Educational content provided by Dr. George Northrup, South Tampa's weight loss and weight management doctor.
A Consuming AddictionBy DONNA KOEHN - The Tampa Tribune
Even now, Mary Lou Volbert, 65, can't get food off her mind.
Knowing she can't eat with abandon, not as she did when she weighed 420 pounds, she transfers her obsession into recording every carbohydrate she consumes from food. Her tallies in a lined notebook are meticulous:
One carb for the lemon she squirts into her tea.
Two for the low-carb milk that goes into the coffee she sips throughout the day.
One for the chunk of Muenster cheese for lunch.
Her daily total can't exceed 16.
She also puts great care into creating magazine-worthy, low-carb desserts for herself. But her husband keeps a separate refrigerator in their home's second kitchen, and she does not go there.
"I know I am addicted to food," she says.
And as surely as drug addicts and alcoholics face death as a consequence of their behavior, Volbert, a former psychiatric nurse, realizes that the food she loves could kill her.
Increasingly, researchers are exploring the similarities between compulsive eating and other self-destructive behaviors such as alcohol and cocaine addiction. Scans reveal similar neuropathways in the brains of addicts and the morbidly obese. Food increases the feel-good dopamine levels in the brain, paralleling the effects of addictive drugs.
Those specializing in the surgical treatment of obesity also are beginning to address the social and psychological aspects of their patients' care. Although it remains controversial, one theory suggests that those who curb their food addiction are more likely to take up another vice.
Volbert realized she had two options: die of pulmonary hypertension, kidney problems from type 2 diabetes or congestive heart failure, or undergo bariatric surgery.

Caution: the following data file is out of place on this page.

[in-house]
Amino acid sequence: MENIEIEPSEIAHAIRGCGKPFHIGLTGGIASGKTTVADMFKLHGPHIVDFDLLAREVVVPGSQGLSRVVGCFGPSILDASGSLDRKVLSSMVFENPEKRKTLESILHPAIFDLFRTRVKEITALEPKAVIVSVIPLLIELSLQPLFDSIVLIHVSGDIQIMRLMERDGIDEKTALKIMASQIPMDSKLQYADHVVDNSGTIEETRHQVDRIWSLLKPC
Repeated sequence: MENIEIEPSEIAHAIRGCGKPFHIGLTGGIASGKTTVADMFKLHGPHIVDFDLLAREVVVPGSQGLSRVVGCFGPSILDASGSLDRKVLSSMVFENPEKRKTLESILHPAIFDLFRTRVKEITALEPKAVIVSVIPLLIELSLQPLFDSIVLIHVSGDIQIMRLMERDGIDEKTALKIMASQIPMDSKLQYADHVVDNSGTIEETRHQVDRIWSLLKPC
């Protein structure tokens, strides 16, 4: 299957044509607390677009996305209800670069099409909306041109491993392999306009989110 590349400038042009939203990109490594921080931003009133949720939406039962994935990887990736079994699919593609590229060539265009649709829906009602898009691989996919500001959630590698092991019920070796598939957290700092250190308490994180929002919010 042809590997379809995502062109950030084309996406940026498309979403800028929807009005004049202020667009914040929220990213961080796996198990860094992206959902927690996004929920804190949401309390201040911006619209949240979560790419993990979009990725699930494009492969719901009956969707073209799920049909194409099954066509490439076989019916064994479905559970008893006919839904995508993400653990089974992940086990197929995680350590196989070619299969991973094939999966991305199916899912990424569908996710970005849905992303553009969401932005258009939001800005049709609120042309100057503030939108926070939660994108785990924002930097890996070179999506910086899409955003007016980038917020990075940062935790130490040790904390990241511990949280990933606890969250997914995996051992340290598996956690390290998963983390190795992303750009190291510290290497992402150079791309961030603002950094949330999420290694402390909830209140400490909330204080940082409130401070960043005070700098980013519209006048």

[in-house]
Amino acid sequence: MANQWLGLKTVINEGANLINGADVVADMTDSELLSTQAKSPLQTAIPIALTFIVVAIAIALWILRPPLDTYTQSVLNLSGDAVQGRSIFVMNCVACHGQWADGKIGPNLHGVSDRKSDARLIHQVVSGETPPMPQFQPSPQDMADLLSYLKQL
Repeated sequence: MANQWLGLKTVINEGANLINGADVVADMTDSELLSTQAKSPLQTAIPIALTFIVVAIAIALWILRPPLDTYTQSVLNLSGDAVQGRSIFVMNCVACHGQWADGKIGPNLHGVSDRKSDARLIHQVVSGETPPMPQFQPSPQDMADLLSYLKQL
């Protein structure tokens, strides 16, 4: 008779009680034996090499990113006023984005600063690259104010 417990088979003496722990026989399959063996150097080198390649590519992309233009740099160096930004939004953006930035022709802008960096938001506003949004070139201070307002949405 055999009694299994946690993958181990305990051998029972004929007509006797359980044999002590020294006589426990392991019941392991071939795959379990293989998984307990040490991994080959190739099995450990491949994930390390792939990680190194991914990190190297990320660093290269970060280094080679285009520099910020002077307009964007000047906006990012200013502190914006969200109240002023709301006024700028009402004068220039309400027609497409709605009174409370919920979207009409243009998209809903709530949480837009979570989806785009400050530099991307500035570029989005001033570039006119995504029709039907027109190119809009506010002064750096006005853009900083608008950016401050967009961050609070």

So when she and her husband, Arthur, sold their home in New York and retired to a smaller place in St. Petersburg, they used the money they made to pay for a $17,000 Lap-Band procedure. The adjustable band, surgically placed in October 2005, created a small pouch at the top of her stomach, restricting the amount of food she can eat and lessening her hunger.
"The doctor told me if I waited even a few months, I would probably be dead."
At her weigh-in this month at her surgeon's office, Volbert was down to 169 pounds, her lowest point in 35 years. She swims at a gym for exercise and loves shopping for new clothes - a potentially expensive habit because she's dropping a size per month. For that reason, she sticks to thrift stores.
"What's wonderful is that no one notices me now," she says. "No one stares."
Despite her joy, she finds it hard to shake an oppressive sense of guilt. Her sister, her daughter and her granddaughter share her food obsession, and all of them have followed her into bariatric surgery. Relatives who don't battle their weight are hoarders, unable to throw things away. She recognizes that tendency in herself.
She worries about her grandchildren and great-grandchildren, and hopes to spare them the family's legacy of misery.>
'Lady, Does It Hurt To Be That Fat?'
Volbert's parents were thin, although her mother's mother was obese and a source of family shame. Although her father accepted Volbert's early struggles with weight as a medical issue, her mother believed she was committing the sin of gluttony.
"My father loved me no matter what, but to my mother, I was an embarrassment."